TLR7 has been linked to the pathogenesis of glomerulonephritis, but its precise roles are not clear. In this study, we evaluated the roles of TLR7 in IgA nephropathy (IgAN). TLR7 proteins were abundant in CD19+ B cells infiltrated in the kidneys of patients with IgAN. The intensities of both intrarenal TLR7 and CD19 proteins were closely associated with kidney function (estimated glomerular filtration rate [eGFR] and serum creatinine concentration) and renal histopathology (tubular atrophy, leukocyte infiltration, tubulointerstitial fibrosis, and global glomerulosclerosis) in patients with IgAN. Meanwhile, TLR7 mRNA levels were significantly increased in peripheral blood B cells of patients with IgAN. TLR7+CD19+ B cells expressed inflammatory cytokines (IL-6 and IL-12) in kidneys and produced high levels of IgA1 and galactose deficient-IgA1 (Gd-IgA1) in peripheral blood of patients with IgAN. Mechanistically, TLR7 activated B cells to produce high levels of Gd-IgA1 via the TLR7-GALNT2 axis in IgAN. Protein levels of GALNT2 were increased by overexpression of TLR7, while they were reduced by TLR7 knockdown in B cells. GALNT2 overexpression augmented Gd-IgA1 production in B cells derived from patients with IgAN. Taken together, high TLR7 expression in B cells has dual roles in the development and progression of IgAN, by facilitating renal inflammation and Gd-IgA1 antibody synthesis.
Nuoyan Zheng, Kaifeng Xie, Hongjian Ye, Yu Dong, Bing Wang, Ning Luo, Jinjin Fan, Jiaqing Tan, Wei Chen, Xueqing Yu
Current management of childhood leukemia is tailored based on disease risk determined by clinical features at presentation. Whether properties of the host immune response impact disease risk and outcome is not known. Here we combine mass cytometry, single cell genomics and functional studies to characterize the bone marrow immune environment in children with B-cell acute lymphoblastic leukemia, and acute myelogenous leukemia at presentation. T cells in leukemia marrow demonstrate evidence of chronic immune activation and exhaustion/dysfunction, with attrition of naïve T cells and TCF1+ stem-like memory T cells and accumulation of terminally-differentiated effector T cells. Marrow-infiltrating natural killer cells also exhibit evidence of dysfunction, particularly in myeloid leukemia. Properties of immune cells identified distinct immune phenotype-based clusters correlating with disease risk in acute lymphoblastic leukemia. High-risk immune signatures were associated with expression of stem-like genes on tumor cells. These data provide a comprehensive assessment of the immune landscape of childhood leukemias and identify targets potentially amenable to therapeutic intervention. These studies also suggest that properties of the host response with depletion of naïve T cells and accumulation of terminal-effector T cells may contribute to the biologic basis of disease risk. Properties of immune microenvironment identified here may also impact optimal application of immune therapies, including T cell-redirection approaches in childhood leukemia.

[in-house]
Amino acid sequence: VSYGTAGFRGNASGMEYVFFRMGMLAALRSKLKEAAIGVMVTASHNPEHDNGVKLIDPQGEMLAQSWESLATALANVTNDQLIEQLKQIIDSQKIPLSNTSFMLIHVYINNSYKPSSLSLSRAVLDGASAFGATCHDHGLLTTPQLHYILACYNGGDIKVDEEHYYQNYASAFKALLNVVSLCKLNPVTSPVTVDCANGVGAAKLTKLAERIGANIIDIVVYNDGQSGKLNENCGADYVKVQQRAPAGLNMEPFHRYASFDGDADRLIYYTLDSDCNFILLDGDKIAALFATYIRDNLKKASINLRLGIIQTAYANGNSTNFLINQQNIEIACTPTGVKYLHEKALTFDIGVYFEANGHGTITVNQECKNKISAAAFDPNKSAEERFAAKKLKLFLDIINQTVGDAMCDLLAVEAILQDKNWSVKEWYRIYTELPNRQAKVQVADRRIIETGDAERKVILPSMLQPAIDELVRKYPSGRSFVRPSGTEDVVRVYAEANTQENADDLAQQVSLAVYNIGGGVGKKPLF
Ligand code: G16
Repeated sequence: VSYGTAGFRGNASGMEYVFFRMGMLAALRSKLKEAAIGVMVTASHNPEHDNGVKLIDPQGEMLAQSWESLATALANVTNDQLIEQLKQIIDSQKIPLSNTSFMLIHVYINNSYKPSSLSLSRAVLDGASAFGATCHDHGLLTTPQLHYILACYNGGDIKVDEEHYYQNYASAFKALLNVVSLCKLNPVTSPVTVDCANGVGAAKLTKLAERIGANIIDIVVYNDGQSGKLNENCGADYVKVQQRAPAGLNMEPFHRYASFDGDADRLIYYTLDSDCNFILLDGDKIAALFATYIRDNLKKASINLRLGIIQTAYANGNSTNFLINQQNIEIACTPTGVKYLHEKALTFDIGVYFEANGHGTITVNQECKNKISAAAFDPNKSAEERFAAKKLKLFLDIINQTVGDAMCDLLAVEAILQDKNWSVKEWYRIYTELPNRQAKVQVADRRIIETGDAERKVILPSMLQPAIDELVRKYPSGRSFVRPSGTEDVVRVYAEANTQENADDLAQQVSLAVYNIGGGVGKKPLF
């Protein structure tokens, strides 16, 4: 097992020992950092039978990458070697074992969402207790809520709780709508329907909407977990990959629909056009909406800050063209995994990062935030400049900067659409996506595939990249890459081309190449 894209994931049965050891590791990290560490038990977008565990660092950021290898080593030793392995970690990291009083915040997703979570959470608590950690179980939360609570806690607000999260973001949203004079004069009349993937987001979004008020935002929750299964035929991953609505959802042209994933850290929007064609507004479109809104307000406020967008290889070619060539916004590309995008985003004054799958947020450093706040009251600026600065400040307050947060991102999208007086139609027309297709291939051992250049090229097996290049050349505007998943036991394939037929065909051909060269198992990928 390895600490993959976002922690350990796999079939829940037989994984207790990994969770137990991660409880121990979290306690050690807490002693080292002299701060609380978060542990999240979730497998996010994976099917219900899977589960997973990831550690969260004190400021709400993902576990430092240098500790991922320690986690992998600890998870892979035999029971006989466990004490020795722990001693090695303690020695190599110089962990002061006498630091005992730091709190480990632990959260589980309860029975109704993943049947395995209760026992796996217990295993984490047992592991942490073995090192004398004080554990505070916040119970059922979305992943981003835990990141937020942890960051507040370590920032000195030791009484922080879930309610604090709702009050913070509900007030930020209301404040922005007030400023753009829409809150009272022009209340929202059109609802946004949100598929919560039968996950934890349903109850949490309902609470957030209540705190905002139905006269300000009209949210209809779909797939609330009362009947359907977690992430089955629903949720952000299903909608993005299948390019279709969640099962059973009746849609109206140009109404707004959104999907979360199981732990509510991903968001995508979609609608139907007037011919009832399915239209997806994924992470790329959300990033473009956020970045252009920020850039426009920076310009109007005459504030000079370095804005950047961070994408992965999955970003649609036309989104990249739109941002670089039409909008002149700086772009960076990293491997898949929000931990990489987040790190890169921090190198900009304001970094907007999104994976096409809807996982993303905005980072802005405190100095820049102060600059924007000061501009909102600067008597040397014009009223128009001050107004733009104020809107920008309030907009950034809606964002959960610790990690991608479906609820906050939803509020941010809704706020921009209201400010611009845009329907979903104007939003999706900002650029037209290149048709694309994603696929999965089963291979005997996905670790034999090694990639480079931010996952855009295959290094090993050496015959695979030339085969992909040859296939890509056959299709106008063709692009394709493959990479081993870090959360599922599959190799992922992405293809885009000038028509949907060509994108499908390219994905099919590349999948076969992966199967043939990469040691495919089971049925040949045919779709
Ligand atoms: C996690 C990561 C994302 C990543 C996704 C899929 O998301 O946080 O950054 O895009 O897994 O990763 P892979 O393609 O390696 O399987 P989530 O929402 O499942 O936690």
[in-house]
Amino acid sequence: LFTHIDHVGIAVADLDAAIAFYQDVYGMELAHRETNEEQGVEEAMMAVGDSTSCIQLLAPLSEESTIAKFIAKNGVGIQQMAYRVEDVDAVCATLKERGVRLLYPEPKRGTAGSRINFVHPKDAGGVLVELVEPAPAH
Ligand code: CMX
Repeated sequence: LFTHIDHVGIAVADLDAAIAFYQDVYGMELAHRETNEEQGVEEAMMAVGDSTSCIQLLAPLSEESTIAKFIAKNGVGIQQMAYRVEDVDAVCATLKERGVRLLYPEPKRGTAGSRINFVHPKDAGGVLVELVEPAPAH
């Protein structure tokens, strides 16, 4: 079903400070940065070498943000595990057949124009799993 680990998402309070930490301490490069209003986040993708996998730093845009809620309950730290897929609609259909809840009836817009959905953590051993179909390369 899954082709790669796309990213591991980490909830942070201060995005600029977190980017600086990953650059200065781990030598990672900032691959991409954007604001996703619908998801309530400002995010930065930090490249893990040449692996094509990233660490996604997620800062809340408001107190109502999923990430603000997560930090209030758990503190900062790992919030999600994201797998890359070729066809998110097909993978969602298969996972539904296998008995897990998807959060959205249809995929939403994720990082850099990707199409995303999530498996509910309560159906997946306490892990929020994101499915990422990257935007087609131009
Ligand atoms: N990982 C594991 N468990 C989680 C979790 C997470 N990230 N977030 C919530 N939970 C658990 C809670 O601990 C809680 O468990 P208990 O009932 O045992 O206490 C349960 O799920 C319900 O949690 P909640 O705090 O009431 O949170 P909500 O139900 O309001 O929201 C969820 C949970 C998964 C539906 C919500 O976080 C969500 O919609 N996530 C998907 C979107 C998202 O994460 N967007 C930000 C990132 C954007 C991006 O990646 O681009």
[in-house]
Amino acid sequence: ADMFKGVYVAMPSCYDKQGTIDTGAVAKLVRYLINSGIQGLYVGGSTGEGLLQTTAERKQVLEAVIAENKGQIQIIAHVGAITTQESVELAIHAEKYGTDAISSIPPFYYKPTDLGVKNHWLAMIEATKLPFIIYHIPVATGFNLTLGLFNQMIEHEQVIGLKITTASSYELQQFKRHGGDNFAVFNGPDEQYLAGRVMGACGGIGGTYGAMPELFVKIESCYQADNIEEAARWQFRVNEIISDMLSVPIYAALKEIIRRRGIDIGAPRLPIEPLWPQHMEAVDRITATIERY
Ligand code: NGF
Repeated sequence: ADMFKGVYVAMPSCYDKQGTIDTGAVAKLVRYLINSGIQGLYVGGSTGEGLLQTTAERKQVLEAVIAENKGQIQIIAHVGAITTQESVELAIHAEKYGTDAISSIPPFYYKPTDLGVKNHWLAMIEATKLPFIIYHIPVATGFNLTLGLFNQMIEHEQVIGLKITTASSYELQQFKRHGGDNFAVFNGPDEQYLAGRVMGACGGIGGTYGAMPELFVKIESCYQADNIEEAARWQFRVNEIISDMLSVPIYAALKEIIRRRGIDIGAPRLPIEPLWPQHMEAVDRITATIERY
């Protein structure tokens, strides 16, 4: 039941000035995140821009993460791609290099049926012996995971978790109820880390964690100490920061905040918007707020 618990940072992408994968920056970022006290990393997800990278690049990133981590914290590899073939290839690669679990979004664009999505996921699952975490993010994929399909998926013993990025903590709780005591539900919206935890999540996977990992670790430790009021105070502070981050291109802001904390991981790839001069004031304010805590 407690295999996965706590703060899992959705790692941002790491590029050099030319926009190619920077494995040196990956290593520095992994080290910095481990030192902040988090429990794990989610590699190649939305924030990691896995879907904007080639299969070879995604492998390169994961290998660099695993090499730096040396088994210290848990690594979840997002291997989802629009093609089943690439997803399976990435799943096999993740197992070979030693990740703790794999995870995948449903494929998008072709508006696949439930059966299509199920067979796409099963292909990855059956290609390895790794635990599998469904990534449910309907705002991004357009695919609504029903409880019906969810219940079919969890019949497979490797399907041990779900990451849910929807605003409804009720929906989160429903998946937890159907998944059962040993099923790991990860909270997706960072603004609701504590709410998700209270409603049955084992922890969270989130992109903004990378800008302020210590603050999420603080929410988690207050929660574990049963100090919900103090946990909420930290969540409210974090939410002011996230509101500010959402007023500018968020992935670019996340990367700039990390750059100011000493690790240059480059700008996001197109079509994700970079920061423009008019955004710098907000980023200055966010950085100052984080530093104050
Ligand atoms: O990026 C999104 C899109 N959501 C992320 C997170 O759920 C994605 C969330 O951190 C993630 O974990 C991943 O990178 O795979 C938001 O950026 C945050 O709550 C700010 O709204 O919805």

Jithendra Kini Bailur, Samuel S. McCachren, Katherine E. Pendleton, Juan C. Vasquez, Hong S. Lim, Alyssa Duffy, Deon Doxie, Akhilesh Kaushal, Connor J.R. Foster, Deborah DeRyckere, Sharon M. Castellino, Melissa L. Kemp, Peng Qiu, Madhav Dhodapkar, Kavita Dhodapkar
Clostridioides difficile is a leading cause of nosocomial infection responsible for significant morbidity and mortality with limited options for therapy. Secreted C. difficile toxin B (TcdB) is a major contributor to disease pathology and select TcdB-specific Abs may protect against disease recurrence. However, the high frequency of recurrence suggests that the memory B cell response, essential for new Ab production following C. difficile re-exposure, is insufficient. We therefore isolated TcdB-specific memory B cells from individuals with a history of C. difficile infection and performed single-cell deep sequencing of their Ab genes. Herein, we report that TcdB-specific memory B cell-encoded antibodies showed somatic hypermutation but displayed limited isotype class switch. Memory B cell-encoded monoclonal antibodies generated from the gene sequences revealed low to moderate affinity for TcdB and a limited ability to neutralize TcdB. These findings indicate that memory B cells are an important factor in C. difficile disease recurrence.